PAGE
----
When the bus that ferried him to a congregant lunch center for seniors
lost its funding _ a result of the automatic federal budget cuts known as
sequestration _ Wencelao Gonzalez of Miami lost something, too: almost 10 pounds
in less than two months.
"If I'm left alone, I have to remember to prepare something," said the 78-year-old retired bakery plant worker. "I probably don't eat so good."
Gonzalez, who is diabetic and has Parkinson's disease, now eats lunch at the federal hot meals program at the Olga Martinez Center in West Kendall, Fla., only when he can find a ride. The bus that carried him and about 25 other older adults to the center, one of 15 run by the Little Havana Activities and Nutrition Center, is not likely to be reinstated any time soon.
Stories like this one, senior advocates say, are all too common. At a time when the stock market has reached record highs and housing has rebounded, research shows that there are still plenty of people, many of them older adults, who are struggling. Some are going hungry.
"The idea of senior hunger surprises people, but it's very much a reality," said Peggy Ingraham, executive vice president of the National Foundation to End Senior Hunger in Alexandria, Va. "We call them the hidden hungry."
Unlike other groups, she added, "once they draw down their resources, they usually don't have a way to get out."
New reports show that more older adults than previously thought are living in poverty and going hungry. Recent sequester cutbacks _ a total of $85 billion that went into effect March 1 when Congress and the White House failed to reach a compromise on the budget _ have exacerbated the problem by hacking away at senior nutrition programs.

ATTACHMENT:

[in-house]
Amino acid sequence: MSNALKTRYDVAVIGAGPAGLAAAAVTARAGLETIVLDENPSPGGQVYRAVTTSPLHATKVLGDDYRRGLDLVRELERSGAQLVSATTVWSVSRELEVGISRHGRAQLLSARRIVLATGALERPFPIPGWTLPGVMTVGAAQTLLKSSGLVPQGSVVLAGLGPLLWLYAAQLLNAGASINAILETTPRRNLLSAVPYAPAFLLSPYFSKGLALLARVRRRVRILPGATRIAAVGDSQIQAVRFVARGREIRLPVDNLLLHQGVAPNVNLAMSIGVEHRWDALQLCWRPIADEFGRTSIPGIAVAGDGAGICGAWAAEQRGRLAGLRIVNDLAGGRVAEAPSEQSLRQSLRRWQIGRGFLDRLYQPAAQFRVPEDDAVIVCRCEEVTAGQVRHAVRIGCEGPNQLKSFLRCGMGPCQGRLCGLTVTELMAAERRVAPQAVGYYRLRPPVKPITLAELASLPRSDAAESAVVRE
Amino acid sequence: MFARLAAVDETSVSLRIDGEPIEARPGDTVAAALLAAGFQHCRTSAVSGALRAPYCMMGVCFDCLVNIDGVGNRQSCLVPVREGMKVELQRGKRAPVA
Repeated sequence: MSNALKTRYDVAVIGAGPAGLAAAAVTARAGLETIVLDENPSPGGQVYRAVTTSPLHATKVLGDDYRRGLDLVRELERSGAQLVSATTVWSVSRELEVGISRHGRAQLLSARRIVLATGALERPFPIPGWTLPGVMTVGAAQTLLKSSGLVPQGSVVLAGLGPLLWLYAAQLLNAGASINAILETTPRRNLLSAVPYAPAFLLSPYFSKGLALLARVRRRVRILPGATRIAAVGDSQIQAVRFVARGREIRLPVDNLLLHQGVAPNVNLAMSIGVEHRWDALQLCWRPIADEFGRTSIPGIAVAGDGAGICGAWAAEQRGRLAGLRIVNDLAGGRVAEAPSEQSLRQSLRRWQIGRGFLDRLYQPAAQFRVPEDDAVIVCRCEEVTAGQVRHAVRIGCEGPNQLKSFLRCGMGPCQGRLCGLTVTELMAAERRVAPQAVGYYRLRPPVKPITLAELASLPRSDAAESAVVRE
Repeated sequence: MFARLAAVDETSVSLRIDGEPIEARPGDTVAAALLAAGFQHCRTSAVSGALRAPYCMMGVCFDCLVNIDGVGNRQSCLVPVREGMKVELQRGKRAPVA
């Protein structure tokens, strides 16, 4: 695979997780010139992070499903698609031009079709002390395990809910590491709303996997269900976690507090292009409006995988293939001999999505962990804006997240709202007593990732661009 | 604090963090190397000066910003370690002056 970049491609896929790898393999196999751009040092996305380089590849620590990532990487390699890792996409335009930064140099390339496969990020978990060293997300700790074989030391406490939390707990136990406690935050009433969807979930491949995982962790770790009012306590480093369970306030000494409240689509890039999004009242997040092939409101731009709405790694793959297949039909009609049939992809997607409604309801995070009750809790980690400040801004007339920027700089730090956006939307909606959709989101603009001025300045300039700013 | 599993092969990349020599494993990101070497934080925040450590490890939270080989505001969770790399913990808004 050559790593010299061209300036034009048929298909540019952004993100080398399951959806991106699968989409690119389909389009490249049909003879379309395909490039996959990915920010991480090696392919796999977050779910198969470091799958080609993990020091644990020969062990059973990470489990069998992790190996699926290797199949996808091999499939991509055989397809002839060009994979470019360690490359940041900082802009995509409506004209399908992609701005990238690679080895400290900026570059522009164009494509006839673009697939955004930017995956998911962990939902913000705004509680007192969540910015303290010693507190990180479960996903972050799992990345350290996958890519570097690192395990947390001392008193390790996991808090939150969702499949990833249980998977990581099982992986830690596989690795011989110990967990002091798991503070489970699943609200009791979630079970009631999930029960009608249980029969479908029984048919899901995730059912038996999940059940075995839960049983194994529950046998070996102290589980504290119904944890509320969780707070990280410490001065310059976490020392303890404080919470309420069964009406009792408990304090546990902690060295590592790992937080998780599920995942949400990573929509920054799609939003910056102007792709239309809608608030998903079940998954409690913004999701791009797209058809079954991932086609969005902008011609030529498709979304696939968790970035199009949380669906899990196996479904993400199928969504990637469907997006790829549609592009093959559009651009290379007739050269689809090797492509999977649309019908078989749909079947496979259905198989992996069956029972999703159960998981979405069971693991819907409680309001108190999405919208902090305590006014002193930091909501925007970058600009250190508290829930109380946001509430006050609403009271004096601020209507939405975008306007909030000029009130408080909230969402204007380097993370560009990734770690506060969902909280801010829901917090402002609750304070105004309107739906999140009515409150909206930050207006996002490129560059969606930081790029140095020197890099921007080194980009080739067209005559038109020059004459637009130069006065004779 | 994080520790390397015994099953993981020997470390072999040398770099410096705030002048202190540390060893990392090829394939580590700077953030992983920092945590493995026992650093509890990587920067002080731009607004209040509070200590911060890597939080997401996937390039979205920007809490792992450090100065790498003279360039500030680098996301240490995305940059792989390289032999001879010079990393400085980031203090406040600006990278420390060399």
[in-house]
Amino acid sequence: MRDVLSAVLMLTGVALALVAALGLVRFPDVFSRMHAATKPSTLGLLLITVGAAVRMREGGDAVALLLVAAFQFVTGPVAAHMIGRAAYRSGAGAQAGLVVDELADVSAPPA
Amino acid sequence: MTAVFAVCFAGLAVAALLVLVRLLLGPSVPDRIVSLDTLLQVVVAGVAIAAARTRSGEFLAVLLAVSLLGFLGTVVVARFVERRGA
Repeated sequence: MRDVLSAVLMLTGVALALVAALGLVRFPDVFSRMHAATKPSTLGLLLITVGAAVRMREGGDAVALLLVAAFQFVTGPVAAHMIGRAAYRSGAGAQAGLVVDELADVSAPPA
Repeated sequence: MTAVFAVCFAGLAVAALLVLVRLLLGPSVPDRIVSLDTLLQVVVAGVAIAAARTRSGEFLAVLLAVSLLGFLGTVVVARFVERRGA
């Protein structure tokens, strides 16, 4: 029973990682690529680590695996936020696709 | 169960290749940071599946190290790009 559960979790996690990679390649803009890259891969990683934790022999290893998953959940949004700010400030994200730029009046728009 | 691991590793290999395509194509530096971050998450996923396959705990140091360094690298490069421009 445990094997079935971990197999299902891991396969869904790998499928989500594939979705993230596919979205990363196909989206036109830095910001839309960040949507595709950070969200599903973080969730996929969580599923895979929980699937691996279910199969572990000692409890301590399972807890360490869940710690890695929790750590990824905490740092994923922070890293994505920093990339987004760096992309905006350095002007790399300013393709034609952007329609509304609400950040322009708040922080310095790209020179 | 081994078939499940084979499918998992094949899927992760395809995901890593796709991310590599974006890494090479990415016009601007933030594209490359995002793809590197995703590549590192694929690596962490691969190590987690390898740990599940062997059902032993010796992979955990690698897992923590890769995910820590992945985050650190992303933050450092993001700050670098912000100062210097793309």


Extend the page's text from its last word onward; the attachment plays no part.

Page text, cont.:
"We're not keeping pace with the demographics or the need," said Max Rothman, CEO at the Alliance for Aging, which covers Miami-Dade and Monroe counties in Florida. "I've never seen anything like it. There's no precedent for this, even during the cuts in the Reagan years."
The number of food-insecure seniors above the age of 60 more than doubled to 4.8 million between 2001 and 2011, according to Spotlight on Senior Hunger 2011, released in May by the National Foundation to End Senior Hunger (NFESH) and Feeding America.
Florida ranks ninth in the percentage of food-insecure seniors, with 16.64 percent of seniors not sure where their next meal is coming from, said Ingraham, citing another report called the Senior Hunger Report Card.
When her organization uses a broader index to include seniors marginally at risk of hunger, the number of food-insecure older adults jumps to 8.3 million. "And there's no reason to expect the trend to change," Ingraham added.
The rate of senior hunger increased over the past decade mostly because of the Great Recession. The growth was most pronounced among those 60 to 69, according to the Spotlight report. Experts speculate that more seniors are retiring with a smaller nest egg and, if working, they experience longer periods of unemployment.
The Spotlight study also found that seniors are most likely to be food insecure if they live in a southern state or with a grandchild. African-American and Hispanic seniors are also almost twice as likely to go hungry, but food-insecure older adults live everywhere _ in North Miami Beach and Florida City, in
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